Justice for the people (or, are Courts undermining a people-centric justice system”?)
Activists, lawyers and researchers who work with low-income tenants in Cape Town, know they are one misstep or emergency away from getting evicted. Low-income tenants spend a large proportion of their income on rental and housing costs, however, with the backlog for affordable housing in the hundreds of thousands, with a waiting period of 20 years, and emergency housing at capacity, tenants struggle to get help from the state.
Open Up (a nonprofit organisation with a mission to empower people to improve their lives and their communities, through impacting the systems and processes they use) and Ndifuna Ukwazi (a nonprofit activist organisation and law centre that combines research, political organising and litigation in campaigns for land and affordable housing) produced our first qualitative eviction study in Cape Town, we spoke to 14 individuals facing evictions in the inner-city. Five participants were elderly people who cannot and should not be expected to keep up with increasing rental prices, while relying on their government grants of R1700.00 as their sole source of income. Three participants were foreign nationals who struggled to find employment while having (or waiting) for refugee status. Two participants were single mothers or grandmothers. All participants in our study were people of colour, who due to the historic injustices of apartheid, colonialism, and present-day corruption, do not have a robust social-welfare net to help them pay rent, when they struggle to find work or when a breadwinner dies.
In the face of this reality, what can be done to help? How can we reach the National Development goal of ensuring that all South Africans feel safe at home, at school and at work, and enjoy a community life free of fear by 2030?
This article looks into how two Cape Town magistrate courts are working to achieve this goal through the characters Sarah and Eve based on other tenants experiences in court.
Sarah and Eve are sisters. They both work as shop-tellers. Sarah rents in Woodstock with her family, while Eve rents in Wynberg with her family. The sisters lost their husbands in a car accident over the December holidays. This emergency has put them in a difficult position as they have not only lost a husband, and a father to their children, but the family breadwinner as well.
Three months after the accident Sarah and Eve are struggling to pay their rent and receive a Notice of Vacate. The sisters support each other in talking to their respective landlords. Sarah’s landlord has already sold the property she lives in and the new owner does not want to continue leasing the property to Sarah. Eve’s landlord is willing to let her stay in her home, however, they stipulate that if Eve cannot pay the new rental price they will evict her. One month later Sarah and Eve receive Notice of Motions and 4(2) Notices indicating that they have to go to court as they are being evicted.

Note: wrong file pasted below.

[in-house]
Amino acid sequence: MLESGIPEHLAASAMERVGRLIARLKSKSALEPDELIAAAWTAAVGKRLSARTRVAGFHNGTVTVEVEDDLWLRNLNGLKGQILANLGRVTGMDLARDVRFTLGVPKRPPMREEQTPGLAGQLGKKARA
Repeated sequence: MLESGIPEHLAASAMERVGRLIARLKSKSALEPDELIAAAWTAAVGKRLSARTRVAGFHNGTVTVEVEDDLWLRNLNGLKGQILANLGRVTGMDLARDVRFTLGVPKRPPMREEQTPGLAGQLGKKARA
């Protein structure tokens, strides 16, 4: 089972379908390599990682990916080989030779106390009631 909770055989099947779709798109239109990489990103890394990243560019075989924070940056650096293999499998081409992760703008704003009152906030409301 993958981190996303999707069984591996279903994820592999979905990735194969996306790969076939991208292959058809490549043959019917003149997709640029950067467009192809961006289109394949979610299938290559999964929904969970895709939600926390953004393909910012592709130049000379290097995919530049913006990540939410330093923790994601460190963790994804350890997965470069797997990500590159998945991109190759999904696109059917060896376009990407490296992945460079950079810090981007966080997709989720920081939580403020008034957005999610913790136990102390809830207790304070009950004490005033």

Private waiting room for tenants and their families.
Because Eve rents in Wynberg, her Notice of Motion tells her she must go to the Wynberg Magistrates’ Court. When Eve gets to the courtroom she notices that the court has a single file of benches lining the passageway. Even though it is 8:30 am these benches are crammed with people benches barely visible — the elderly, mothers with their young children, and young people. Eve knew that she might have to wait in court, however, waiting in the hallway outside closed courtroom doors offers her no privacy. Eve sits exposed as the staff of the court, lawyers, and other tenants walk past. She is unable to gather her thoughts or read over the notes she made about what she wants to say to the Magistrate. She sees lawyers walk behind the large, heavy, and soundproof courtroom doors. However, it seems that citizens belong outside and Eve stands nervously outside.
While Eve is standing exposed in the passage outside the courtroom, Sarah who rents in Cape Town is sitting inside the Civil Courtroom in the Cape Town Magistrates Court. She saw that there is a waiting room next door to the courtroom. However, many citizens walked into the courtroom and were now sitting inside. Sarah is happy that she decided to sit inside the courtroom as she is able to watch how other eviction matters proceed. Sitting inside the court, Sarah intently observes the way lawyers, Magistrates, and tenants speak and behave.
Tenants allowed to wait inside the courtroom.
The Wynberg court space is separated in a way that Eve and other tenants cannot observe the behaviour, expectations, and language of the court, even though they are required to understand and speak according to these rules. The consequence of the separation of court space is also a separation of knowledge and practice. Eve and other tenants walk into court nervously as outsiders and more likely to make an error and less likely to know how to use the processes to advocate for themselves.
Living in Cape Town Eve and Sarah are part of an unequal society. Due to historic injustices, Eve and Sarah do not have a family safety net that can help them. Instead, they both rely on the state and the courts for a fair and equitable eviction.